Google Blocked An Article About Police From The Intercept… Because The Title Included A Phrase That Was Also A Movie Title
from the but-content-moderation-is-easy dept
A week before Christmas, Radley Balko published a typically excellent story about the police chief in Little Rock, Arkansas, Keith Humphrey. It’s a good story, and you should read it. Humphrey, who was appointed police chief as part of a reformist campaign, has faced on ongoing campaign to try to take him down from stalwarts within the Little Rock police department, including a few others who wanted his job — but mainly by the local police union, the Fraternal Order of Police. Anyway, what caught my attention was that a few days after the article went live, The Intercept reported that it had been removed from Google search due to a DMCA copyright takedown notice.
This raised a lot of eyebrows, including questions of whether or not some of the characters who come out of the story negatively were abusing the DMCA to get the story disappeared from Google. It also surprised some people who didn’t realize that you could issue a DMCA complaint to Google to get something removed from search. Over the holidays, however, the actual story came out and it’s even dumber and more pointless than you could have imagined, but it does highlight (yet again) just how incredibly broken the copyright system is these days.
First off, the “Google removal” bit is nothing new. Even though you might think that DMCA takedowns should only be handed to sites that actually host the content in question, hosts are only one part of the DMCA 512 rules. That’s the part that most are familiar with, 512(c) with the rules for dealing with “information residing on systems or networks at direction of users.” That’s the part that has all the standard notification and takedown rules. But there’s also 512(d), which is for “information location tools” and says that if such a tool is notified of infringement — using the same method in 512(c) — you have to “respond expeditiously to remove, or disable access to, the material that is claimed to be infringing or to be the subject of infringing activity.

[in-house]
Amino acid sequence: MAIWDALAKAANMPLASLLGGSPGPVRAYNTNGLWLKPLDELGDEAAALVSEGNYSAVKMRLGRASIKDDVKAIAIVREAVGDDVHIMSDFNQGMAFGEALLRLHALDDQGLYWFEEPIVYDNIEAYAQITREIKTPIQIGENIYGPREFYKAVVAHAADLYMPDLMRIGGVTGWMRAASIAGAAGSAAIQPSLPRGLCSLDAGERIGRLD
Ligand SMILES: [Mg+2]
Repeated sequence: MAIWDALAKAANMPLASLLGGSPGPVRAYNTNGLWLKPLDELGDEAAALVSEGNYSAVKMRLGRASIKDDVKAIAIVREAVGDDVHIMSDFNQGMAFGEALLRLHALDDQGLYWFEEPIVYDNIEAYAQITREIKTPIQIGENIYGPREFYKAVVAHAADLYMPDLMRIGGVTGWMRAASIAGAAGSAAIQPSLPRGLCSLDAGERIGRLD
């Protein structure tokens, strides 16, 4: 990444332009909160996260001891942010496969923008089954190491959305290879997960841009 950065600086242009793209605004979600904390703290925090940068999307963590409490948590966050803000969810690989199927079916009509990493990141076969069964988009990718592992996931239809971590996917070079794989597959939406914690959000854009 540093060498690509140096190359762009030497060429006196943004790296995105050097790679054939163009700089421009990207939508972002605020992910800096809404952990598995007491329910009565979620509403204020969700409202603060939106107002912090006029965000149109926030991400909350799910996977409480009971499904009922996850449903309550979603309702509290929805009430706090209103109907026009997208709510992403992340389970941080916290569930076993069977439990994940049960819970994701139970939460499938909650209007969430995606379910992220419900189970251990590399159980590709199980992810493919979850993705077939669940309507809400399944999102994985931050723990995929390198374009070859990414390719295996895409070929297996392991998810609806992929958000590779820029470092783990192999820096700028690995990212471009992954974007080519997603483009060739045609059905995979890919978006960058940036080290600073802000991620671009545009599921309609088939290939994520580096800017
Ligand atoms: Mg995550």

In other words, yes, if someone wants to block something from being found via Google, they can try to file a DMCA takedown claim, saying that the content is infringing. We’ve seen this used and abused plenty over the years. You may remember revenge pornster Craig Brittain who sought to use this system to get links to a bunch of articles about him removed from Google (this included the press release from the FTC about him settling with them for his sketchy revenge porn efforts). In fact, Brittain tried this multiple times.
Indeed, many copyright holding entities don’t even bother to go after the hosting of infringing materials — they find it more expedient to just have that content de-linked from Google. As Google notes in its transparency report, it has been asked to delete 5.5 billion URLs from its index. For what it’s worth, elsewhere, Google has reported that the vast majority of URLs it is told to delete aren’t even in its index — but it’s still pretty crazy. And while Google at least has a team that tries to review these requests, mistakes happen, because mistakes always happen at this scale.
In this case, this was clearly a mistake. But it’s an incredibly stupid mistake, so it’s worth highlighting. Notably, Google put the link to Balko’s story back into Google a few hours after The Intercept publicly complained about it, but it took another week or so until the actual DMCA notice made its way to the Lumen Database where we could finally see just what caused it. Was it the annoyed Fraternal Order of Police in Arkansas? Or just other annoyed cops?